Transposition of the great arteries (TGA) is one of the most common congenital cardiac anomalies resulting in cyanosis. Various atrial-level physiological procedures were developed in the late 1950s and early 1960s, including the Senning and Mustard procedure. In 1975, Jatene et al. reported the first successful arterial switch procedure in a patient with d-TGA and ventricular septal defect. In 1977, Yacoub et al. introduced a two-stage repair comprising initial pulmonary artery banding to retain the left ventricle, supplemented by a systemic-pulmonary artery shunt, thereby potentially expanding the arterial switch procedure to a much wider population of patients. In 1983, the concept of the primary neonatal arterial switch procedure was introduced by Castaneda et al. Since then, the primary artery switch procedure in neonates and early infants has become the standard for the treatment of TGA. This is due to the fact that the only the arterial switch procedure allows complete anatomical repair. In Japan, 102 neonates with simple TGA underwent the arterial switch procedure, with hospital death occurring in 21 (20.6% mortality rate) according to the 1998 annual report. In Okayama University Hospital, 48 neonates, underwent the arterial switch procedure, with 1 hospital death (2.1% mortality rate) and no late deaths since 1991.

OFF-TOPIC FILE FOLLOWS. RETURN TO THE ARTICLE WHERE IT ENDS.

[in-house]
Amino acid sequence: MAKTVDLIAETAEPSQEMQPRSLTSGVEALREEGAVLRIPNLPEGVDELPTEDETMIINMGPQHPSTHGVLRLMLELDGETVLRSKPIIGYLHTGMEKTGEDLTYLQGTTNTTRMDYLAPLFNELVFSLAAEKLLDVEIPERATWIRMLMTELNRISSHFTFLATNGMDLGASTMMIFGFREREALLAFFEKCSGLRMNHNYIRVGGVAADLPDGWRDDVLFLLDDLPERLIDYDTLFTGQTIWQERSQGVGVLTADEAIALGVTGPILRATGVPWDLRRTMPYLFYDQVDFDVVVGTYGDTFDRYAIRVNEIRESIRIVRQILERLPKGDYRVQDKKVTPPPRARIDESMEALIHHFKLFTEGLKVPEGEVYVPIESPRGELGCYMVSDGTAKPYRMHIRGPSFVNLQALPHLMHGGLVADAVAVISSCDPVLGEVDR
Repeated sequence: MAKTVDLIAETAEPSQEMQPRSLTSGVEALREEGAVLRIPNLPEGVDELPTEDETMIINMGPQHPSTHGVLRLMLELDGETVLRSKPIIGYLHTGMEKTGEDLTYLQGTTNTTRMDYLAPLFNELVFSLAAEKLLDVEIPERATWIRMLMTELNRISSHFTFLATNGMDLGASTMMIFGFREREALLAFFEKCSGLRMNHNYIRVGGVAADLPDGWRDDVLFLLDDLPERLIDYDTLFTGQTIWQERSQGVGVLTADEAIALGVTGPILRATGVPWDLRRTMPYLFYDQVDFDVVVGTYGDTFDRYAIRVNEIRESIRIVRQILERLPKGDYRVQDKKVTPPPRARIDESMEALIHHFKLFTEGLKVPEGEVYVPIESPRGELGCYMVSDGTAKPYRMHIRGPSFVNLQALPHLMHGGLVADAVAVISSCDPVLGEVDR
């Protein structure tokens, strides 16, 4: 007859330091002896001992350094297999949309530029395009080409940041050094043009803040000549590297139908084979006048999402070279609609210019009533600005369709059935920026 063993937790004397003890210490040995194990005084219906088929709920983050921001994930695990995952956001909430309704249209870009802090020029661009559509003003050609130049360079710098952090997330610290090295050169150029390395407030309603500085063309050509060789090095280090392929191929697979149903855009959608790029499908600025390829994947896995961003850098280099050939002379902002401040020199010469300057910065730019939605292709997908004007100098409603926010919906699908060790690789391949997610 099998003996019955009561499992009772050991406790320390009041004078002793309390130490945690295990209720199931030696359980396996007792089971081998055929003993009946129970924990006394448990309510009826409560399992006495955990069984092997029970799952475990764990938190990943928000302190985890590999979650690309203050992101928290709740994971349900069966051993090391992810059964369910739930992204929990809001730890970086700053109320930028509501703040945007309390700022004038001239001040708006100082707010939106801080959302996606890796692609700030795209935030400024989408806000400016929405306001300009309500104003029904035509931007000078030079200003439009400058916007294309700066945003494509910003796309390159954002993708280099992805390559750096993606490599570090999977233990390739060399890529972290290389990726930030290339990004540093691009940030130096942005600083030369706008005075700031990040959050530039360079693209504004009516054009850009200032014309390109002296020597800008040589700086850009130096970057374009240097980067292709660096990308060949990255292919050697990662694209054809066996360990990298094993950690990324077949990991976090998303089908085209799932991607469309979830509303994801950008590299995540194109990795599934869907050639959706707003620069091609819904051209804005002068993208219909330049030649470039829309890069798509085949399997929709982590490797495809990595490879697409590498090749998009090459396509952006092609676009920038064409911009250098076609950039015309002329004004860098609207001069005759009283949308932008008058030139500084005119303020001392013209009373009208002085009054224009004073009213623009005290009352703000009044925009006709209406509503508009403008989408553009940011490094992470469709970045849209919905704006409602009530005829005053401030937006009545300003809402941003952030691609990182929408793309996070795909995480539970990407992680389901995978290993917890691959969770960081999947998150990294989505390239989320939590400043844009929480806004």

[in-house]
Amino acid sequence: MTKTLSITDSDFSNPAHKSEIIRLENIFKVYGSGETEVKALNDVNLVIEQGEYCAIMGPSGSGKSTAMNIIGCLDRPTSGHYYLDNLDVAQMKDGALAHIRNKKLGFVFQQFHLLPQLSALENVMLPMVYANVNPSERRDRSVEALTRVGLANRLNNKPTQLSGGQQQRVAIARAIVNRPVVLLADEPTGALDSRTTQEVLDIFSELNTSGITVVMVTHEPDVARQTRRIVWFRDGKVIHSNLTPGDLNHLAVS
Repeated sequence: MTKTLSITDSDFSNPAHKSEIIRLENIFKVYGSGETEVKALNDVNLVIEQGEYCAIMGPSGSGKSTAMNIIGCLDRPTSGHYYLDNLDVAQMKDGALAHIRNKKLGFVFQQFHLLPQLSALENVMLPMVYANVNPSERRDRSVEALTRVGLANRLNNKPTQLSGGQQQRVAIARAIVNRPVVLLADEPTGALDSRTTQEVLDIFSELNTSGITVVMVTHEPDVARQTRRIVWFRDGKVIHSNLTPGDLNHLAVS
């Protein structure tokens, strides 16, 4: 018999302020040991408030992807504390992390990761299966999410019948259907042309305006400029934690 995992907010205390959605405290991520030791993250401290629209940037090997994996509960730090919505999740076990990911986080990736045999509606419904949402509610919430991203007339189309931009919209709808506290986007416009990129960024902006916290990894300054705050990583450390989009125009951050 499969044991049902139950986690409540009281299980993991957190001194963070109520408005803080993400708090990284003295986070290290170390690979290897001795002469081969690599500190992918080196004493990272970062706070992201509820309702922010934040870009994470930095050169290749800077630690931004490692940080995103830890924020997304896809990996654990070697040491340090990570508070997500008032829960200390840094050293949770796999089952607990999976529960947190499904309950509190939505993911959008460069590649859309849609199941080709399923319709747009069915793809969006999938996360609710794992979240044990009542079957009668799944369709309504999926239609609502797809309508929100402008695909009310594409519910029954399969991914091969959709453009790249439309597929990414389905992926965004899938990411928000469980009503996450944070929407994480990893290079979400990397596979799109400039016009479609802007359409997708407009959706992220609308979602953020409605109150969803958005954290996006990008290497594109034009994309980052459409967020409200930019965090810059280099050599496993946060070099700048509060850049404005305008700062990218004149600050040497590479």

|Number of pages||6|
|Journal||Nippon Geka Gakkai zasshi|
|Publication status||Published - Aug 2001|
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